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26-10-2016 | Image & researcher picture: Courtesy S. Lammes

Is digital mapping the new media?

Over the past months, a sudden influx of ‘Pokémon Go’ players could be observed across the globe. Youngsters, people of all ages scrutinise their surroundings silently, using their smartphones to catch those digital creatures with unlikely names. How could such a phenomenon take over the world so fast? Part of the answer may be the game’s strong interaction with the real-world and its impressive mapping, offering a whole new virtual experience of spaces that seem to be familiar and yet so different.

19-07-2016 | Researcher picture © Michael De Volder

Carbon Nanotubes: manufacturing steps to commercialisation

Stronger than steel, conducting electricity better than copper and heat better than diamonds: these are some of the promises held by carbon nanomaterials. Although not as well-known as graphene, carbon nanotubes (CNTs) show these properties – offering also a great advantage: they can be produced in larger quantities. Prof. Michael De Volder now explores new ways to manufacture CNTs-based devices with optimal features, potentially opening the way to their broader commercial use.

04-05-2016 | illustration ©www.istockphotos.com

Experiences and perception of punishment: an insight into the life of prisoners

Women and sex offenders have been relatively neglected in existing sociological studies on prisons, particularly in debates about the relative severity of penal systems. Still, Dr Ben Crewe finds the treatment of these two prisoner groups symptomatic of wider social sensibilities. These and other issues will be investigated in the frame of COMPEN, an extensive comparative analysis of different prisoner groups and penal jurisdictions.

02-05-2016 | © picture

What does aspirin do to you?

Acetylsalicylic acid, most commonly known as aspirin, was already part of the Egyptian pharmacopeia, used also in ancient Greece and in the Middle Ages to break fevers. Taken all over the world to kill pain and reduce inflammation, today aspirin helps to prevent heart attacks, strokes and blood clots. Its emerging role in preventing and treating cancer is on the rise too. But how does this drug act on your blood cells? ERC grantee Prof Valerie O’Donnell works on the answer.

02-05-2016 | Research picture: Melting Andean glaciers: view from water reservoir in Chivay (Peru), where water is precious and scarce. ©Astrid Stensrud

Addressing the crises of an ‘overheated’ world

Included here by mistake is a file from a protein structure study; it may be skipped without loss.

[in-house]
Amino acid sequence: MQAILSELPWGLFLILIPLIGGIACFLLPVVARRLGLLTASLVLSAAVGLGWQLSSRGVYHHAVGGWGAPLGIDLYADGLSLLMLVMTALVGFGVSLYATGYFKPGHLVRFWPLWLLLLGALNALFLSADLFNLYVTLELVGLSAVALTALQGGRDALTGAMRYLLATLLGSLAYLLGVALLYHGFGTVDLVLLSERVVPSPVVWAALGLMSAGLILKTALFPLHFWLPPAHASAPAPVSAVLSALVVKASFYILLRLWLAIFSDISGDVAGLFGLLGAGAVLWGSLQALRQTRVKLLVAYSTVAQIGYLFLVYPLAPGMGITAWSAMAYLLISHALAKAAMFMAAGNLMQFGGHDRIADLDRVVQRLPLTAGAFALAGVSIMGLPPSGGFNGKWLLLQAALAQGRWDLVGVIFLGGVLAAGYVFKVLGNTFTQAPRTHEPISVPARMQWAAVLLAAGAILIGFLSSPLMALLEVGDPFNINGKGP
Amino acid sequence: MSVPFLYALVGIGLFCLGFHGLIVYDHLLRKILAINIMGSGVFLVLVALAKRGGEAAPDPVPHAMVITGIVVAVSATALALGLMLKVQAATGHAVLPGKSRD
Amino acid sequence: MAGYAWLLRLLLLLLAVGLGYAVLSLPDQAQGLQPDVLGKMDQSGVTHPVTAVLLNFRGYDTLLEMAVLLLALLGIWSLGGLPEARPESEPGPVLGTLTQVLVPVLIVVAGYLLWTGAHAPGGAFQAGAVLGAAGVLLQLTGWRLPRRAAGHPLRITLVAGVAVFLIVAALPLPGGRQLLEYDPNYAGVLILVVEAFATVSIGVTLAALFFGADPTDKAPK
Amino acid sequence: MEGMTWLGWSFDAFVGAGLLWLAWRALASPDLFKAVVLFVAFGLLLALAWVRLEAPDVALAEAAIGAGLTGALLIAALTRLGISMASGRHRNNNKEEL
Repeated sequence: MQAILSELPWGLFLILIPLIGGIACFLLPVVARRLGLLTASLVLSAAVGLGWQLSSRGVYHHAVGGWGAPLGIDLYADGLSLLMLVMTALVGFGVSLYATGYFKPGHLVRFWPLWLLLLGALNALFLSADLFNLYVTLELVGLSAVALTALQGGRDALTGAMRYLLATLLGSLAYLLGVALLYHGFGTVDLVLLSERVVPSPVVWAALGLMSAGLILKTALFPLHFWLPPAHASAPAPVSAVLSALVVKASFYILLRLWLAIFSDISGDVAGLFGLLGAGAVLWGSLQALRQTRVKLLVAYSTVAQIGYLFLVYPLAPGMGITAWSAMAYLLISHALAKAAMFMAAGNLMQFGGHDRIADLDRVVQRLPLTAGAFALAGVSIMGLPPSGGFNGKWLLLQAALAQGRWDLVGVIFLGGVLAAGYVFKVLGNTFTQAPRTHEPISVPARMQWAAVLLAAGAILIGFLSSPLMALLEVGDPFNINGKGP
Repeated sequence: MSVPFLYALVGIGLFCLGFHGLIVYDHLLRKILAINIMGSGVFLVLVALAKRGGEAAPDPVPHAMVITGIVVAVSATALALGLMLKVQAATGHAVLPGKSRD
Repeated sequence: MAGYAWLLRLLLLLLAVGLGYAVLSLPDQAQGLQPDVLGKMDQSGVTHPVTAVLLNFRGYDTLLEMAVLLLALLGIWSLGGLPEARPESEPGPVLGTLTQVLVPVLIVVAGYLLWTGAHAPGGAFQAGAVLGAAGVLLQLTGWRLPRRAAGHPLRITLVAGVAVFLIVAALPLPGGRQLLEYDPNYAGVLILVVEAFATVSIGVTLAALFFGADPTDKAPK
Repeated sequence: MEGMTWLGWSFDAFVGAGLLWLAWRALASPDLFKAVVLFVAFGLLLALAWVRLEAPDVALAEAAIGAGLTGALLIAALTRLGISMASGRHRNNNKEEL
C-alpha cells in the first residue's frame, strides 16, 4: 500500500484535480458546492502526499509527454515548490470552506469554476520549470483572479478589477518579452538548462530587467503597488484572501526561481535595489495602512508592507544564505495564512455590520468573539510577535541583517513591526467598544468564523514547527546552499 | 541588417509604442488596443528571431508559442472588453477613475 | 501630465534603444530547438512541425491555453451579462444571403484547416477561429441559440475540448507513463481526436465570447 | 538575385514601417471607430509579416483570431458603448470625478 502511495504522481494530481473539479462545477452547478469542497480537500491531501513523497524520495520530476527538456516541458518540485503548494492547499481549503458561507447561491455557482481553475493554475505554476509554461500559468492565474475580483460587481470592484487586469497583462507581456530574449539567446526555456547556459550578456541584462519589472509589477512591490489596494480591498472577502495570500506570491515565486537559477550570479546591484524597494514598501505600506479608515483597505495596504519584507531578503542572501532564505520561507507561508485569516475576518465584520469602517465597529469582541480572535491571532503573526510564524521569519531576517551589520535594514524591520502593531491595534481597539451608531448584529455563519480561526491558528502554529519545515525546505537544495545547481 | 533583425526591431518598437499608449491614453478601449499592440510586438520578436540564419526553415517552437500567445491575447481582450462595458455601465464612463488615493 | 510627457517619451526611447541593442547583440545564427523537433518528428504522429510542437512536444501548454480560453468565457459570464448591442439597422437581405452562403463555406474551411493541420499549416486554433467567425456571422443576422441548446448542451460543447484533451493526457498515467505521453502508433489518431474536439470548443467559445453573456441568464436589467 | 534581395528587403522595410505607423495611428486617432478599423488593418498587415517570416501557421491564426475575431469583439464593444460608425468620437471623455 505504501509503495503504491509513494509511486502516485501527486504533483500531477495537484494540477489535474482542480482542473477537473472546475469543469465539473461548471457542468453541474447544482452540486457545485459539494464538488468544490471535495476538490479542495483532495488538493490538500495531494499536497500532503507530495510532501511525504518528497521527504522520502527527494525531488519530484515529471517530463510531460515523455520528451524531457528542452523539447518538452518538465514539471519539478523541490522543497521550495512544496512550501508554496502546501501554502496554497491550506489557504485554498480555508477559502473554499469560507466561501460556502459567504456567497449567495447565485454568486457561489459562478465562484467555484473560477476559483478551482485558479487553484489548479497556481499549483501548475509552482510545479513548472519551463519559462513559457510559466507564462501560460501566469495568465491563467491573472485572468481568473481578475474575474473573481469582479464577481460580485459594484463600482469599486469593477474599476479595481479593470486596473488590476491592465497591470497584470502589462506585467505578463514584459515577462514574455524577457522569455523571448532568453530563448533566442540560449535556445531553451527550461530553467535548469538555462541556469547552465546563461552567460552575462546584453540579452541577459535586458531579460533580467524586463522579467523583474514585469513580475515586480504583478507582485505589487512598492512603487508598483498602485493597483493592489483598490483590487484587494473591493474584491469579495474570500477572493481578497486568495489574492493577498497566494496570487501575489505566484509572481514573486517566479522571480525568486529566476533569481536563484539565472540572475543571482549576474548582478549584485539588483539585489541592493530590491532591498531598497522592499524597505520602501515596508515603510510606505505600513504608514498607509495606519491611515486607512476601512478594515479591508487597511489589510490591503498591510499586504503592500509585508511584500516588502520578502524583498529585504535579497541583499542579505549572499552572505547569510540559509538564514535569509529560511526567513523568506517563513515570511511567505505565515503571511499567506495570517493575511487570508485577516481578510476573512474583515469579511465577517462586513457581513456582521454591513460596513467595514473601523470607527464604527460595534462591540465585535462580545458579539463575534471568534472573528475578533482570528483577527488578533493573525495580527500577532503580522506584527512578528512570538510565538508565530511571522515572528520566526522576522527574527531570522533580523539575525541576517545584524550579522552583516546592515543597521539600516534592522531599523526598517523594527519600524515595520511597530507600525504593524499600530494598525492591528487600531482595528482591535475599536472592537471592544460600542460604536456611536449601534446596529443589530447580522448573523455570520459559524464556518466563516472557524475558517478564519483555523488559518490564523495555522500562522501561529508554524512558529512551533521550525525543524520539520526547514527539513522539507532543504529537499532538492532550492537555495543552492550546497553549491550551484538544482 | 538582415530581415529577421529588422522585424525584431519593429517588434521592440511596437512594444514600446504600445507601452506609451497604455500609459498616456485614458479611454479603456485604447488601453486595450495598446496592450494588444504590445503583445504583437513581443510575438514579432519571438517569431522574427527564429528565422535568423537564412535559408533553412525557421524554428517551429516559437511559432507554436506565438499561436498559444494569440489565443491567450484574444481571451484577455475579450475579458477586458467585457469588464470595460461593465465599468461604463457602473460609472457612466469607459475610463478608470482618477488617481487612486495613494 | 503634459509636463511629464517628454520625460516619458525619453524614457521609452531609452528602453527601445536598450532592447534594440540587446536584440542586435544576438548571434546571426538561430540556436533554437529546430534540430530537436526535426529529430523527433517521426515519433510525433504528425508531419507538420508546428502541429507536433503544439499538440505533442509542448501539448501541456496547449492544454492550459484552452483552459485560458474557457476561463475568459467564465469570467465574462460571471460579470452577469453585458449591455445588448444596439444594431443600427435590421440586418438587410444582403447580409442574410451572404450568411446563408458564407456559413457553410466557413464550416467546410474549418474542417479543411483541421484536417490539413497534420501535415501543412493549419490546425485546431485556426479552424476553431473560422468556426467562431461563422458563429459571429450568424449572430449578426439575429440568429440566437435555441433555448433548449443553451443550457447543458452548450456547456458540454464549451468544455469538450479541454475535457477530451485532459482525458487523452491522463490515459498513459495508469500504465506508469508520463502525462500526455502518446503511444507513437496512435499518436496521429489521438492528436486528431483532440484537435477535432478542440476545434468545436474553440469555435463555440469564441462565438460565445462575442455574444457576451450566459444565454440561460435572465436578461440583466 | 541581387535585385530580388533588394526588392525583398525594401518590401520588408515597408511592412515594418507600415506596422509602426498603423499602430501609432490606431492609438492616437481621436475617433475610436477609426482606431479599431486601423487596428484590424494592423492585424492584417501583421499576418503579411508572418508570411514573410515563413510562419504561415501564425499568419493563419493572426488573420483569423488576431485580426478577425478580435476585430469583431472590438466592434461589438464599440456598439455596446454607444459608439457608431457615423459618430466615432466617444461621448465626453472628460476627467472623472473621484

Different responses might be given to global challenges. For example, how should the vanishing of a glacier be tackled? Prof. Thomas Eriksen aims to understand the economic, environmental and cultural transitions the world is going through and the responses created by local communities in order to offer valuable advice to our policymakers and leaders.

29-04-2016 | Cover: © Nature/Marta Mirazon Lahr

Discovery in Kenya sheds light on the origins of warfare

A ground-breaking anthropological discovery took place in East Africa, where ERC Advanced grantee Dr Marta Mirazón Lahr and her team have been studying human origins. At the excavation site in Nataruk in northern Kenya, they have stumbled upon a real archaeological rarity – the earliest historical evidence of warfare.

09-03-2016 | Image: Dispersed reference interferometer (DRI) ©University of Huddersfield

High accuracy measurements to meet manufacturing needs

The advanced technologies designed by researchers working on the SURFUND project go beyond the current state-of-the-art techniques in metrology, the science of measurements applied to manufacturing and other industrial processes. These novel measurement tools could have a large application potential in optics, aerospace, automotive, precision engineering, electronics and biotech industry and they have already attracted the attention of several companies working in these fields.The innovations generated by this ERC project could bring significant economic benefits to Europe.  

21-01-2016 | © P Sankowski

Real-life problems realistically solved

Is a precise answer always better than a slightly less detailed one? Not necessarily. Some problems could take forever to compute and tie up vast IT capacity. Where solutions are needed urgently, e.g. in business or manufacturing, near-enough can be more than enough. ERC-funded research has produced a library of fast, powerful approximation algorithms.